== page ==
The outbreak of pneumonia caused by severe acute respiratory syndrome coronavirus-2 (SARS-CoV-2), later named COVID-19 by the World Health Organization (WHO), was initiated at Wuhan, Hubei, China, and there was a rapid spread of novel SARS-CoV-2 and the disease COVID-19 in late 2019. The entire world is now experiencing the challenge of COVID-19 infection. However, still very few evidence-based treatment options are available for the prevention and treatment of COVID-19 disease. The present review aims to summarize the publicly available information to give a comprehensive yet balanced scientific overview of all the fat-soluble vitamins concerning their role in SARS-CoV-2 virus infection. The roles of different fat-soluble vitamins and micronutrients in combating SARS-CoV-2 infection have been recently explored in several studies. There are various hypotheses to suggest their use to minimize the severity of COVID-19 infection. These vitamins are pivotal in the maintenance and modulation of innate and cell-mediated, and antibody-mediated immune responses. The data reported in recent literature demonstrate that deficiency in one or more of these vitamins compromises the patients' immune response and makes them more vulnerable to viral infections and perhaps worse disease prognosis. Vitamins A, D, E, and K boost the body's defense mechanism against COVID-19 infection and specifically prevent its complications such as cytokine storm and other inflammatory processes, leading to increased morbidity and mortality overemphasis. However, more detailed randomized double-blind clinical pieces of evidence are required to define the use of these supplements in preventing or reducing the severity of the COVID-19 infection.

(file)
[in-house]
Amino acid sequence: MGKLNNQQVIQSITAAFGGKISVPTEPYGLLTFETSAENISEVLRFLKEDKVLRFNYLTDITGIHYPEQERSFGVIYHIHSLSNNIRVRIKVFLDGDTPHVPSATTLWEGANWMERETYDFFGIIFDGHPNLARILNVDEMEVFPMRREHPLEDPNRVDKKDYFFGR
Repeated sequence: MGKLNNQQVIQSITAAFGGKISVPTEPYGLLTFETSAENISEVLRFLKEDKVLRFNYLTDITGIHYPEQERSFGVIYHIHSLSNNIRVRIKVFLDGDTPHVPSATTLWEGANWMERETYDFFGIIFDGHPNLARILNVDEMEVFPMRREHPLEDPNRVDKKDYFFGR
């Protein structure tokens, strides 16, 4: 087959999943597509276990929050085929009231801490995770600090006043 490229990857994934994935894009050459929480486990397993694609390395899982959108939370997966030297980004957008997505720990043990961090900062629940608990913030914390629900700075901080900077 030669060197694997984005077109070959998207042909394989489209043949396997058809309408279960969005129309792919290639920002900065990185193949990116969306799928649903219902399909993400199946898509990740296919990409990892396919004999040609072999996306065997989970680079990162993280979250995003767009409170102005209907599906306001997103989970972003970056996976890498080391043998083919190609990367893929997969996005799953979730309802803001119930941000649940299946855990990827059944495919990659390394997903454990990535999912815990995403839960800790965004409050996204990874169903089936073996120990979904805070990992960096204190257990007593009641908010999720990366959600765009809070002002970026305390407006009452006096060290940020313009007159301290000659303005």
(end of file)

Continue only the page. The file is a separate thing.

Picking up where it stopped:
3.
SAGE Open Med ; 9: 2050312121991246, 2021.
Article in English | MEDLINE | ID: covidwho-1093951

ABSTRACT